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Inside the ropes at LIV Golf’s Saudi Arabian homecoming

“They want to behave like that because they need to wash their face,” says Zeinab Abu al-Kheir, whose brother has been on death row in a Saudi prison since 2014 on alleged drug smuggling charges. Through human rights group Reprieve, she wrote a letter this month to former PGA Tour star Greg Norman, LIV Golf’s chief executive and commissioner, calling for Norman to demand an end to capital punishment in the kingdom. Norman didn’t reply, nor did anyone else at LIV.

At Royal Greens Golf & Country Club, an island of lush green in an ocean of desert brown, LIV staffers wear shorts and skirts, historically frowned upon in Saudi. They insist this is the real Saudi — safe, friendly, less restrictive than western media suggests — and facilitate interviews with anyone who helps spread the good news.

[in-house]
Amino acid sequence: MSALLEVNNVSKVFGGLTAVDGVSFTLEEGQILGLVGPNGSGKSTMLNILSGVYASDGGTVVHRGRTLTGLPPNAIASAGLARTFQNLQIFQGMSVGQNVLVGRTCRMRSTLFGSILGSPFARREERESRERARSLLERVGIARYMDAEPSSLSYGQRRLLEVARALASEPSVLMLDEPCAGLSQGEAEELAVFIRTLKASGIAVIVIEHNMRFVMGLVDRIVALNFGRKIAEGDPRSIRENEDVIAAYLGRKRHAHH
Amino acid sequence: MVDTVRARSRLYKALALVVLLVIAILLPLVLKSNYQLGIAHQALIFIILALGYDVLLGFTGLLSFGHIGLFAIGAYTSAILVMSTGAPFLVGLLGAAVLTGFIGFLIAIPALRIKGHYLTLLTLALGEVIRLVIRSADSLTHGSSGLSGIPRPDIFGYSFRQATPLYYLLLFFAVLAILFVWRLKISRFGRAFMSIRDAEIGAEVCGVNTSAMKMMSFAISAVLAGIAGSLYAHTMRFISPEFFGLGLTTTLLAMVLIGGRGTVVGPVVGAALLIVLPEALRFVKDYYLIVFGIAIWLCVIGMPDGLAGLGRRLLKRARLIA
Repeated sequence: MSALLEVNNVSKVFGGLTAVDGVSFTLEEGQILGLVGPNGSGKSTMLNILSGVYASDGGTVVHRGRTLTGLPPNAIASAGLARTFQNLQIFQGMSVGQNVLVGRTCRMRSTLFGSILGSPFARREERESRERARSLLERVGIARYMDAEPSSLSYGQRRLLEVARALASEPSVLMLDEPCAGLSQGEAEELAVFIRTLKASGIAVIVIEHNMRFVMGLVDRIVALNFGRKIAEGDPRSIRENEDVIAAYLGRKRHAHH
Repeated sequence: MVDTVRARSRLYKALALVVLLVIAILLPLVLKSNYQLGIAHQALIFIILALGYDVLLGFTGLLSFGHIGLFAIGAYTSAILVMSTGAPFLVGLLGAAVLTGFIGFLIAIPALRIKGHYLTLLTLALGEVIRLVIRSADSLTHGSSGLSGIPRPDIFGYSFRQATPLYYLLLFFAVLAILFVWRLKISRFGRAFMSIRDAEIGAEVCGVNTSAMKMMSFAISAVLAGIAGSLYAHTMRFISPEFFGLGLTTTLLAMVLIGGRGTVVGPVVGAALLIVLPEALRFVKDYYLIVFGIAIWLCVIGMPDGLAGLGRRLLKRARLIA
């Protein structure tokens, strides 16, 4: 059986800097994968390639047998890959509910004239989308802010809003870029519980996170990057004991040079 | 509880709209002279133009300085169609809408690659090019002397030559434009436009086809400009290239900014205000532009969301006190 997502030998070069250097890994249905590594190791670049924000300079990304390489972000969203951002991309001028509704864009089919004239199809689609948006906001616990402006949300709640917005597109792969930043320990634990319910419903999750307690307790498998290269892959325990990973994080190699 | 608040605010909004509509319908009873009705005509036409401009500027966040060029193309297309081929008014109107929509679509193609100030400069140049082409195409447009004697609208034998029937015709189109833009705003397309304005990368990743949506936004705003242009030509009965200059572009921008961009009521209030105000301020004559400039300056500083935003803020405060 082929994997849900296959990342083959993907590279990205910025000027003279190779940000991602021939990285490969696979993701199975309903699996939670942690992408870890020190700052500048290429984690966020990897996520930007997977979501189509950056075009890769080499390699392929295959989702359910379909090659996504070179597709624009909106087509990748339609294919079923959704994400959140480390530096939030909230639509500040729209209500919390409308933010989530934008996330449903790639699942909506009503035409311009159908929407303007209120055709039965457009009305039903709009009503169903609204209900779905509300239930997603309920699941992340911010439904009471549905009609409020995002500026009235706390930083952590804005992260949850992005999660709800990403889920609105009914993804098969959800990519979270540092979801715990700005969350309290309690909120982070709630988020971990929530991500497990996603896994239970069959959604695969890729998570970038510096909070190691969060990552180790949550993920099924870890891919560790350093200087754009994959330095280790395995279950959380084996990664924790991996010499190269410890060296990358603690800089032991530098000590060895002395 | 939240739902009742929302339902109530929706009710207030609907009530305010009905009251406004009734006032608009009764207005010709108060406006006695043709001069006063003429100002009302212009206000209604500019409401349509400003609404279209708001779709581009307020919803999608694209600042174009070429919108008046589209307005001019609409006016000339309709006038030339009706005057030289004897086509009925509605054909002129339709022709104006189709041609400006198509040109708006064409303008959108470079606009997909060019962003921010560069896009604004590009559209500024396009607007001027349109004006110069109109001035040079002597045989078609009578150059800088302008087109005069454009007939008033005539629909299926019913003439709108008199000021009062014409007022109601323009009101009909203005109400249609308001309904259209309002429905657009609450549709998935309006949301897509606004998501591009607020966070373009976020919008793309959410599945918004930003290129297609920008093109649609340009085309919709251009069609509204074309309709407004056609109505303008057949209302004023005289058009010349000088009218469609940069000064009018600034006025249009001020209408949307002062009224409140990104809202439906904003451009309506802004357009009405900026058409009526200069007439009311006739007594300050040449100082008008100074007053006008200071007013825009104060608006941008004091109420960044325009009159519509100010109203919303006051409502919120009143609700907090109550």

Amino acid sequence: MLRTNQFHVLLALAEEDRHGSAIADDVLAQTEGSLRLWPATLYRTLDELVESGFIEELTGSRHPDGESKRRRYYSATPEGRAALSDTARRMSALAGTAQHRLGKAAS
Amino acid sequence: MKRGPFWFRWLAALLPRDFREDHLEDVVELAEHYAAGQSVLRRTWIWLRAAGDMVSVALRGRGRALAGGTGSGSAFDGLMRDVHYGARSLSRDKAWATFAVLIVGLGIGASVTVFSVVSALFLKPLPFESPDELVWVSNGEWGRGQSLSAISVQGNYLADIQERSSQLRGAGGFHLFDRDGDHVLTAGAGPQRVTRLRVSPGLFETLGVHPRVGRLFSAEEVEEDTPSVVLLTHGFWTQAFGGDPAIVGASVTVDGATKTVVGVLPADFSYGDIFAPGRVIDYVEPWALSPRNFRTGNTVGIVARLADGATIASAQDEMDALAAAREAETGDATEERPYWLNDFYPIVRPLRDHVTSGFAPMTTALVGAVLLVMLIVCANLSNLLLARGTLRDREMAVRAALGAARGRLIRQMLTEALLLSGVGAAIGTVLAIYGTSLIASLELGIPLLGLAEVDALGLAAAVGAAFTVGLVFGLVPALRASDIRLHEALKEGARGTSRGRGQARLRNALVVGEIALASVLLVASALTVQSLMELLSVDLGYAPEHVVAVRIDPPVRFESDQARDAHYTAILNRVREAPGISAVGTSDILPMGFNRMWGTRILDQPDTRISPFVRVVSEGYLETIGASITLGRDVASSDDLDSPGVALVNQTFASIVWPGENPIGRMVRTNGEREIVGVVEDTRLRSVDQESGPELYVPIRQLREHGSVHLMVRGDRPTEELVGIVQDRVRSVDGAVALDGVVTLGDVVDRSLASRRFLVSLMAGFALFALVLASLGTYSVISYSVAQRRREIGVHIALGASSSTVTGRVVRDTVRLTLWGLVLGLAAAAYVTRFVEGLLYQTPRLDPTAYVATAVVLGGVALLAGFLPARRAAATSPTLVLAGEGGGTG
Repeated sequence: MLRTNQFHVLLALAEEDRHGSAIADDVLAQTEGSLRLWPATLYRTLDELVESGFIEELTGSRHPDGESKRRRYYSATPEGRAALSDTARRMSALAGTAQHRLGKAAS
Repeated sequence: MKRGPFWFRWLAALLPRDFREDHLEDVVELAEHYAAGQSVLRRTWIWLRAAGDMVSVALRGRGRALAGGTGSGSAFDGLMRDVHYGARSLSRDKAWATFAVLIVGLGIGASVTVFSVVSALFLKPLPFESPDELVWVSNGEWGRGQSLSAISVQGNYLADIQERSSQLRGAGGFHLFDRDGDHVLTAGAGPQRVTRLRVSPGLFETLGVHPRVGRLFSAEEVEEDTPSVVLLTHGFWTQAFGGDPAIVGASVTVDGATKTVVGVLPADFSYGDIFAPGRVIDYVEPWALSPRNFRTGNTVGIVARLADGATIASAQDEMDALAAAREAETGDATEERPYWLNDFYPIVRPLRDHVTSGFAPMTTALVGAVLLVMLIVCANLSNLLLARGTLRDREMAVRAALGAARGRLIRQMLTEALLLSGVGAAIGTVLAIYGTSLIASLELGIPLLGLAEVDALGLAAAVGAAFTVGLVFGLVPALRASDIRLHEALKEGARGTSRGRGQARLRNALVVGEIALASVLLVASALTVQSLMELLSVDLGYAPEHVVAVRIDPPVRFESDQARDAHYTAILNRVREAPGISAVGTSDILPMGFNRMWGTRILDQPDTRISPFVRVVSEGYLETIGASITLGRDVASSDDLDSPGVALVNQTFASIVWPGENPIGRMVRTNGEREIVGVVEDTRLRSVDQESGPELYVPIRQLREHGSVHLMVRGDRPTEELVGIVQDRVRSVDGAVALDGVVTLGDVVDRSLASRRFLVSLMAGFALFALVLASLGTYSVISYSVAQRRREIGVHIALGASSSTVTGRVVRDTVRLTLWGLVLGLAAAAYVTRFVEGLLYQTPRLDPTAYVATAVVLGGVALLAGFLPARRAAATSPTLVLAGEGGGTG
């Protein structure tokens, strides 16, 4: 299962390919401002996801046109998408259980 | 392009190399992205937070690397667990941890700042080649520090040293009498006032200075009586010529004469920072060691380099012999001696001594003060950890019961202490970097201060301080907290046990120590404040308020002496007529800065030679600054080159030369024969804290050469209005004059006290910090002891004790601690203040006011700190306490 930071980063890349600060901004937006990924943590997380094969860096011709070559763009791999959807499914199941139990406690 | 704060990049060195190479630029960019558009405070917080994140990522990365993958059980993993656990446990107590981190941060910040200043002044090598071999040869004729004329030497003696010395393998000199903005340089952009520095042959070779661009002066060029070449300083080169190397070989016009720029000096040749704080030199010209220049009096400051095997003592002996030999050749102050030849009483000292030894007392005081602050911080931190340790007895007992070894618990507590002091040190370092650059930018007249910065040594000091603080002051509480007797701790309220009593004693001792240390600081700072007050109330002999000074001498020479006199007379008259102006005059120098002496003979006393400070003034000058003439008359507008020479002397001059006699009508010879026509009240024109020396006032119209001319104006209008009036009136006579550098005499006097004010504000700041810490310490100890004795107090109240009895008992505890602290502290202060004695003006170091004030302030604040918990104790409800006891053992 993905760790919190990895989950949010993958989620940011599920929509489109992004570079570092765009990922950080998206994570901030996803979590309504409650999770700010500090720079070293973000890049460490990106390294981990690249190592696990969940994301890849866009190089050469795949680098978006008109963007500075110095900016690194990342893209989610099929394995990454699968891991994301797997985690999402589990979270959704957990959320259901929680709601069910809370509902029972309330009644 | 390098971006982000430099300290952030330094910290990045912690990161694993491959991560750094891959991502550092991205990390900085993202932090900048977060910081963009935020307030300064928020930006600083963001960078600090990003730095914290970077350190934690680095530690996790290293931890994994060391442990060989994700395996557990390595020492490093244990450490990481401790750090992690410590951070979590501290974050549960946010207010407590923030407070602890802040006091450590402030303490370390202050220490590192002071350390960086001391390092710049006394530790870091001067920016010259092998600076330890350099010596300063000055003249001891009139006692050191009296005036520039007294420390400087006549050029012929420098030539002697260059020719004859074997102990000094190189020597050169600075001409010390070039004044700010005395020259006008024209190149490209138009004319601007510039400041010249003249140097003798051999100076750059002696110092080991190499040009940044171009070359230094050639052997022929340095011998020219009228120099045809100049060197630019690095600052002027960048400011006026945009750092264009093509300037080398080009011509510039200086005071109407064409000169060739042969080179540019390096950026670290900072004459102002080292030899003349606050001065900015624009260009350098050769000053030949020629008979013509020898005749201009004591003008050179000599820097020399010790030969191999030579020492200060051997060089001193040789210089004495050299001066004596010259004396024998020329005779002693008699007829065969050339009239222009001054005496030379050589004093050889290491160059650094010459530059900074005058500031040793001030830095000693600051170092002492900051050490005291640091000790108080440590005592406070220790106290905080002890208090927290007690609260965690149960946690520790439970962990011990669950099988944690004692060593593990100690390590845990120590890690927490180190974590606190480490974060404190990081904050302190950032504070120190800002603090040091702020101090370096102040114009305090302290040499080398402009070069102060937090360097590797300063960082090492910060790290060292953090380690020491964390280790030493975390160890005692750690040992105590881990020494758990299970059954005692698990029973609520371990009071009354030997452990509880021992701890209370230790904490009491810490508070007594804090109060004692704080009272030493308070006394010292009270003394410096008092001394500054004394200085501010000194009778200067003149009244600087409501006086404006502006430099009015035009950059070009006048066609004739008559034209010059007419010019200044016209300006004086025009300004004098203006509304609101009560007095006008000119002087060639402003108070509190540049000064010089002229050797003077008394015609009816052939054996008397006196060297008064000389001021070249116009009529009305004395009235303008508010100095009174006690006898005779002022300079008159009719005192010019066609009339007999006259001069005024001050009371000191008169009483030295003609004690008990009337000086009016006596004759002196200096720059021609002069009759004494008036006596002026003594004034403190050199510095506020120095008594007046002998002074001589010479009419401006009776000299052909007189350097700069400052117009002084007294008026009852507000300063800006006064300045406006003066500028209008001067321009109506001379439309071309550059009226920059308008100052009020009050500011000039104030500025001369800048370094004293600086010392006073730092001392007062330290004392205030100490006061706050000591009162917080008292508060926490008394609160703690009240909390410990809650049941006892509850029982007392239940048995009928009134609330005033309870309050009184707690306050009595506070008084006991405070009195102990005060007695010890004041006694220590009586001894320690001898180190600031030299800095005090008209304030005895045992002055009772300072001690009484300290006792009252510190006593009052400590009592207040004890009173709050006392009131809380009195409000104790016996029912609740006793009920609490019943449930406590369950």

“You are American,” al-Kheir points out. “They want to hide this, what they are doing, and give the world the show that they are nice and they are changed. They change, yes. But it is still not enough.”

Read the full story at the Washington Post.